Curtiss-Wright P-40B Warhawks of the 17th Pursuit Squadron, Nichols Field, Luzon, Philippine Islands, early December 1941. This squadron was under the command of 1st Lieutenant Buzz Wagner. (U.S. Air Force)

The Curtiss-Wright Corporation Hawk 81B (P-40B Warhawk) was a single-seat, single-engine pursuit. It was a low-wing monoplane of all-metal construction and used flush riveting to reduce aerodynamic drag. It had an enclosed cockpit and retractable landing gear. Extensive wind tunnel testing at the NACA Langley laboratories refined the airplane’s design, significantly increasing the top speed.

The P-40B Warhawk was 31 feet, 8¾ inches (9.671 meters) long, with a wingspan of 37 feet, 4 inches (11.379 meters) and overall height of 10 feet, 7 inches (3.226 meters). Its empty weight was 5,590 pounds (2,536 kilograms), and 7,326 pounds (3,323 kilograms) gross. The maximum takeoff weight was 7,600 pounds (3,447 kilograms).

Curtiss-Wright P-40B or C Warhawk, circa 1942. (Niagara Aerospace Museum)

The P-40B was powered by a liquid-cooled, supercharged, 1,710.597 cubic-inch-displacement (28.032 liter) Allison Engineering Co. V-1710-C15 (V-1710-33), a single overhead cam (SOHC) 60° V-12 engine, which had a Continuous Power Rating of 930 horsepower at 2,600 r.p.m., from Sea Level to 12,800 feet (3,901 meters), and 1,150 horsepower at 3,000 r.p.m. to 14,300 feet  (4,359 meters) for Take Off and Military Power. The engine drove a three-bladed Curtiss Electric constant-speed propeller through a 2:1 gear reduction. The V-1710-33 was 8 feet, 2.54 inches (2.503 meters) long, 3 feet, 5.88 inches (1.064 meters) high, and 2 feet, 5.29 inches (0.744 meters) wide. It weighed 1,340 pounds (607.8 kilograms).

Allison Engineering Co. V-1710-33 V-12 aircraft engine at the Smithsonian Institution National Air and Space Museum Steven F. Udvar-Hazy Center. (NASM)
Allison Engineering Co. V-1710-33 V-12 aircraft engine at the Smithsonian Institution National Air and Space Museum Steven F. Udvar-Hazy Center. (NASM)

Heavier than the initial production P-40, the P-40B was slightly slower, with a maximum speed of 352 miles per hour (567 kilometers per hour) at 15,000 feet (4,572 meters). It had a service ceiling of 32,400 feet (9,876 meters). Its range was 730 miles (1,175 kilometers).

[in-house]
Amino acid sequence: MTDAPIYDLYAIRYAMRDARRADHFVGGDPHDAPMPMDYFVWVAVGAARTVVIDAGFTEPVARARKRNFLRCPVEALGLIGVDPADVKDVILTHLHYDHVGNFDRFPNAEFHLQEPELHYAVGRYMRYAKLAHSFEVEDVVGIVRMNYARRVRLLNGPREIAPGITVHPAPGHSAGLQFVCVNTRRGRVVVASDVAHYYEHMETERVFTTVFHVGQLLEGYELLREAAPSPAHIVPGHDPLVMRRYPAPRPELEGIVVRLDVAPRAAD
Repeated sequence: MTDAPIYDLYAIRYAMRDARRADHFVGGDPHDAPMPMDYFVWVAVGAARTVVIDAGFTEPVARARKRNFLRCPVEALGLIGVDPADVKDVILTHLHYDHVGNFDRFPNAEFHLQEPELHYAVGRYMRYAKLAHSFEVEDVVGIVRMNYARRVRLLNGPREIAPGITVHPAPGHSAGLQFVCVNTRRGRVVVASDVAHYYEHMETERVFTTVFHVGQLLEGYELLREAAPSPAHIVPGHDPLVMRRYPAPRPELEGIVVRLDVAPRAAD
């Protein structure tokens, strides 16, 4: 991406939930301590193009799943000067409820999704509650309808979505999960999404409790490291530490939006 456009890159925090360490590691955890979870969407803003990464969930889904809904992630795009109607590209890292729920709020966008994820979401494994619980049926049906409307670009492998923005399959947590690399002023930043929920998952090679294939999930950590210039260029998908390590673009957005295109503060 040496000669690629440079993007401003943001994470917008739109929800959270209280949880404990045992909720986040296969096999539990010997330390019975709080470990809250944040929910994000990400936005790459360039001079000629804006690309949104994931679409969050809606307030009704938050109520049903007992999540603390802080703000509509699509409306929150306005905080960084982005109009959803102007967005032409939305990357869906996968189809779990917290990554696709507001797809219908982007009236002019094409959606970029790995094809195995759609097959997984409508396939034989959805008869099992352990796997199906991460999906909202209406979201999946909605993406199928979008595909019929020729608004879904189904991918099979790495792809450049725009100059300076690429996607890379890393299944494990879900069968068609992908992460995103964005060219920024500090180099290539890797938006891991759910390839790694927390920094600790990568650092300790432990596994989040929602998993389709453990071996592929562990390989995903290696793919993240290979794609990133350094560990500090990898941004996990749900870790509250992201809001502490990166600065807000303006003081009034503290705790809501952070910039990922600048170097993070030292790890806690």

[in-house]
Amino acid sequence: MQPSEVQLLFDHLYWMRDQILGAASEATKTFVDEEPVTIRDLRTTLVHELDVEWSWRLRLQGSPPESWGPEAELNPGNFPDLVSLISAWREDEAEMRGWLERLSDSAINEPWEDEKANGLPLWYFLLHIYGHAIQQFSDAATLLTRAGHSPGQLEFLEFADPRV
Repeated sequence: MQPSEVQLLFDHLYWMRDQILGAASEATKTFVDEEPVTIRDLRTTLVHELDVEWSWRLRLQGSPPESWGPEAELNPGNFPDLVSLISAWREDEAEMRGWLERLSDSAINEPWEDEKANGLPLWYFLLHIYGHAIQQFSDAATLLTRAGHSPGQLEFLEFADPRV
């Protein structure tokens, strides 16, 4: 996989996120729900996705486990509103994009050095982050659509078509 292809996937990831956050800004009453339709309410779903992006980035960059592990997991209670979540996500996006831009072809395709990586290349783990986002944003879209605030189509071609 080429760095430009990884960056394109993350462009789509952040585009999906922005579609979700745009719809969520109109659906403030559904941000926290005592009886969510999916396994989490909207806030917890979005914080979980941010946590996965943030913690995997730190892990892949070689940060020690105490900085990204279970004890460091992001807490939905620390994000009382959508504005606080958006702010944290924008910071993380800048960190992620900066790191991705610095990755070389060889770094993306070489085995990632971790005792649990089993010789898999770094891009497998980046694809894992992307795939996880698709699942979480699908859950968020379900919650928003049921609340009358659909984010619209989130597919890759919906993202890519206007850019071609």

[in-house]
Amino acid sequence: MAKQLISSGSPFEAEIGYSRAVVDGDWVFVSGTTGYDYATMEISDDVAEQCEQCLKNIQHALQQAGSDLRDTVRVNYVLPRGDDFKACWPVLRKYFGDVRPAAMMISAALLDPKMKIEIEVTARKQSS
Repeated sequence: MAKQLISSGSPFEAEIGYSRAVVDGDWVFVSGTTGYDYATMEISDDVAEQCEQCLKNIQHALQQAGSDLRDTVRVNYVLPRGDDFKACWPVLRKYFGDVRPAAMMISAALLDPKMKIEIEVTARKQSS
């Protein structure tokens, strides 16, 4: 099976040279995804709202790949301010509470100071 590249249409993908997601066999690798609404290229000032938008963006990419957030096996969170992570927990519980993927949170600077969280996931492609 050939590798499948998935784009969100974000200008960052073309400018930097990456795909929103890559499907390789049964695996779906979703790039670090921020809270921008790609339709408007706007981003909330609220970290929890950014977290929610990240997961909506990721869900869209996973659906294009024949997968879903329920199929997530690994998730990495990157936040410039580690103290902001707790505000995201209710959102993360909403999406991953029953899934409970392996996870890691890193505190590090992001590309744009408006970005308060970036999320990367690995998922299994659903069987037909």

Armament consisted of two air-cooled Browning AN-M2 .50-caliber machine guns mounted in the cowling and synchronized to fire forward through the propeller arc, with 380 rounds of ammunition per gun, and four Browning AN-M2 .30-caliber aircraft machine guns, with two in each wing.

Curtiss-Wright produced 13,738 P-40s between 1939 and 1944. 131 of those were P-40B Warhawks.

These Curtiss P-40B Warhawks of the 44th Pursuit Squadron, 18th Pursuit Group, are the same type aircraft flown by Buzz Wagner. (U.S. Air Force)
These Curtiss P-40B Warhawks of the 44th Pursuit Squadron, 18th Pursuit Group, are the same type aircraft flown by Buzz Wagner in combat over the Philippine Islands. (U.S. Air Force)

© 2018, Bryan R. Swopes

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17 December 1944

Major Richard Ira Bong, Air Corps, United States Army, Leyte, 12 December 1944. Major Bong is wearing the Medal of Honor. (U.S. Air Force)

17 December 1944: Major Richard Ira Bong, United States Army Air Corps, flying a Lockheed P-38 Lighting over San José on the Island of Mindoro, Commonwealth of the Philippines, shot down an enemy Nakajima Ki-43 Hayabusa (Allied reporting name, “Oscar”).

This was Bong’s 40th confirmed aerial victory and made him the leading American fighter ace of World War II. He is officially credited with 40 aircraft destroyed, 8 probably destroyed and 7 damaged.

Five days earlier, 12 December, during a ceremony at an American airfield on the Island of Leyte, Philippine Islands, General Douglas MacArthur, United States Army, had presented Major Bong the Medal of Honor.

An Associated Press reporter quoted the General:

“Of all military attributes, that one which arouses the greatest admiration is courage. It is the basis of all successful military ventures. our forces possess it to a high degree and various awards are provided to show the public’s appreciation. The Congress of the United States has reserved to itself the honor of decorating those amongst all who stand out as the bravest of the brave. It’s this high and noble category, Bong, that you now enter as I pin upon your tunic the Medal of Honor. Wear it as a symbol of the invincible courage you have displayed so often in mortal combat. My dear boy, may a merciful God continue to protect you is the constant prayer of your commander in chief.”

[On 18 December 1944, Douglas MacArthur was promoted to General of the Army, a five-star rank held by only nine other U.S. military officers. General MacArthur was the son of a Medal of Honor recipient, and had himself been twice nominated for the Medal for his actions during the occupation of Vera Cruz (1914) and the Meuse-Argonne Offensive (1918). He was awarded the Medal of Honor for his defense of the Philippines, 1941–42.]

General Douglas MacArthur talks with Major Richard I. Bong, 12 December 1944. (U.S. Air Force)